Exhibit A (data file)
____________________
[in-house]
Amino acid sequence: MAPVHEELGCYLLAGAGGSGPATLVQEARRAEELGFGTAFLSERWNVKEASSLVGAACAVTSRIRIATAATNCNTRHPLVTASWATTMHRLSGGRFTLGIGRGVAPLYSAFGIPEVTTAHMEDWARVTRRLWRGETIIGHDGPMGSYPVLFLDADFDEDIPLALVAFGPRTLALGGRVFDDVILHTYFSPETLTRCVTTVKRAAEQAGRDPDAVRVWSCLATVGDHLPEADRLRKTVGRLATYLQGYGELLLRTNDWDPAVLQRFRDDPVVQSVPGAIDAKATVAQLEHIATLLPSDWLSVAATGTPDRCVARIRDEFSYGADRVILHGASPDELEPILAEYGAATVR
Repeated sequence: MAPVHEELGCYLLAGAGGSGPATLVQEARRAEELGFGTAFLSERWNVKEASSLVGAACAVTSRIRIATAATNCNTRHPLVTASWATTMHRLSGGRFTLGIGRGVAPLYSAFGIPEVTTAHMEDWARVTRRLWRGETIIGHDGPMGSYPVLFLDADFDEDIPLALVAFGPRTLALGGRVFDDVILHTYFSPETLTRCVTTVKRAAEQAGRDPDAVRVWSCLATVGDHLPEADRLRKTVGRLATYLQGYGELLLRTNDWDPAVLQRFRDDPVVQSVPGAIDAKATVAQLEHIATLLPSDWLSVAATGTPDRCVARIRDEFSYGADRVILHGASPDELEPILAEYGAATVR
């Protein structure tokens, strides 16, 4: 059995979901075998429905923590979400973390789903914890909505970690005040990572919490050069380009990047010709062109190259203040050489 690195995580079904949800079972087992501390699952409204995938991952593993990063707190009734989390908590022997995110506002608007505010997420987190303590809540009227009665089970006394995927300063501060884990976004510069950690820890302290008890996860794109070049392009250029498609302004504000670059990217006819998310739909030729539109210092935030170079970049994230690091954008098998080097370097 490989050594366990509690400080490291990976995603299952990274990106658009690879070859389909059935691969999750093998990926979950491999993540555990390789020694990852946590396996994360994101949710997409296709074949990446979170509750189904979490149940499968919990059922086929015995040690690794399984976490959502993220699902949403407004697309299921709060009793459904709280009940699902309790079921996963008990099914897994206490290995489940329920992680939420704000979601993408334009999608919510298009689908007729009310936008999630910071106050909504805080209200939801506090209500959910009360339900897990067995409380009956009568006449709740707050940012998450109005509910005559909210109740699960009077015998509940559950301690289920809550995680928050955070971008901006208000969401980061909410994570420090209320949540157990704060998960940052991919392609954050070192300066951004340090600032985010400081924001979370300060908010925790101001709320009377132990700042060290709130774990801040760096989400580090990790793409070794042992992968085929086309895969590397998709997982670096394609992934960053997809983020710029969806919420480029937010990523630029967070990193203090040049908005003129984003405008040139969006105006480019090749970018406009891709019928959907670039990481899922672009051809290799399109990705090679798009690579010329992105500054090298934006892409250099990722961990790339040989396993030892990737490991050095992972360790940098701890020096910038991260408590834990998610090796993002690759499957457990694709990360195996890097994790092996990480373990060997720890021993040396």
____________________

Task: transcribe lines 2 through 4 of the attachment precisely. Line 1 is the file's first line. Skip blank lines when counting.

Amino acid sequence: MAPVHEELGCYLLAGAGGSGPATLVQEARRAEELGFGTAFLSERWNVKEASSLVGAACAVTSRIRIATAATNCNTRHPLVTASWATTMHRLSGGRFTLGIGRGVAPLYSAFGIPEVTTAHMEDWARVTRRLWRGETIIGHDGPMGSYPVLFLDADFDEDIPLALVAFGPRTLALGGRVFDDVILHTYFSPETLTRCVTTVKRAAEQAGRDPDAVRVWSCLATVGDHLPEADRLRKTVGRLATYLQGYGELLLRTNDWDPAVLQRFRDDPVVQSVPGAIDAKATVAQLEHIATLLPSDWLSVAATGTPDRCVARIRDEFSYGADRVILHGASPDELEPILAEYGAATVR
Repeated sequence: MAPVHEELGCYLLAGAGGSGPATLVQEARRAEELGFGTAFLSERWNVKEASSLVGAACAVTSRIRIATAATNCNTRHPLVTASWATTMHRLSGGRFTLGIGRGVAPLYSAFGIPEVTTAHMEDWARVTRRLWRGETIIGHDGPMGSYPVLFLDADFDEDIPLALVAFGPRTLALGGRVFDDVILHTYFSPETLTRCVTTVKRAAEQAGRDPDAVRVWSCLATVGDHLPEADRLRKTVGRLATYLQGYGELLLRTNDWDPAVLQRFRDDPVVQSVPGAIDAKATVAQLEHIATLLPSDWLSVAATGTPDRCVARIRDEFSYGADRVILHGASPDELEPILAEYGAATVR
């Protein structure tokens, strides 16, 4: 059995979901075998429905923590979400973390789903914890909505970690005040990572919490050069380009990047010709062109190259203040050489 690195995580079904949800079972087992501390699952409204995938991952593993990063707190009734989390908590022997995110506002608007505010997420987190303590809540009227009665089970006394995927300063501060884990976004510069950690820890302290008890996860794109070049392009250029498609302004504000670059990217006819998310739909030729539109210092935030170079970049994230690091954008098998080097370097 490989050594366990509690400080490291990976995603299952990274990106658009690879070859389909059935691969999750093998990926979950491999993540555990390789020694990852946590396996994360994101949710997409296709074949990446979170509750189904979490149940499968919990059922086929015995040690690794399984976490959502993220699902949403407004697309299921709060009793459904709280009940699902309790079921996963008990099914897994206490290995489940329920992680939420704000979601993408334009999608919510298009689908007729009310936008999630910071106050909504805080209200939801506090209500959910009360339900897990067995409380009956009568006449709740707050940012998450109005509910005559909210109740699960009077015998509940559950301690289920809550995680928050955070971008901006208000969401980061909410994570420090209320949540157990704060998960940052991919392609954050070192300066951004340090600032985010400081924001979370300060908010925790101001709320009377132990700042060290709130774990801040760096989400580090990790793409070794042992992968085929086309895969590397998709997982670096394609992934960053997809983020710029969806919420480029937010990523630029967070990193203090040049908005003129984003405008040139969006105006480019090749970018406009891709019928959907670039990481899922672009051809290799399109990705090679798009690579010329992105500054090298934006892409250099990722961990790339040989396993030892990737490991050095992972360790940098701890020096910038991260408590834990998610090796993002690759499957457990694709990360195996890097994790092996990480373990060997720890021993040396």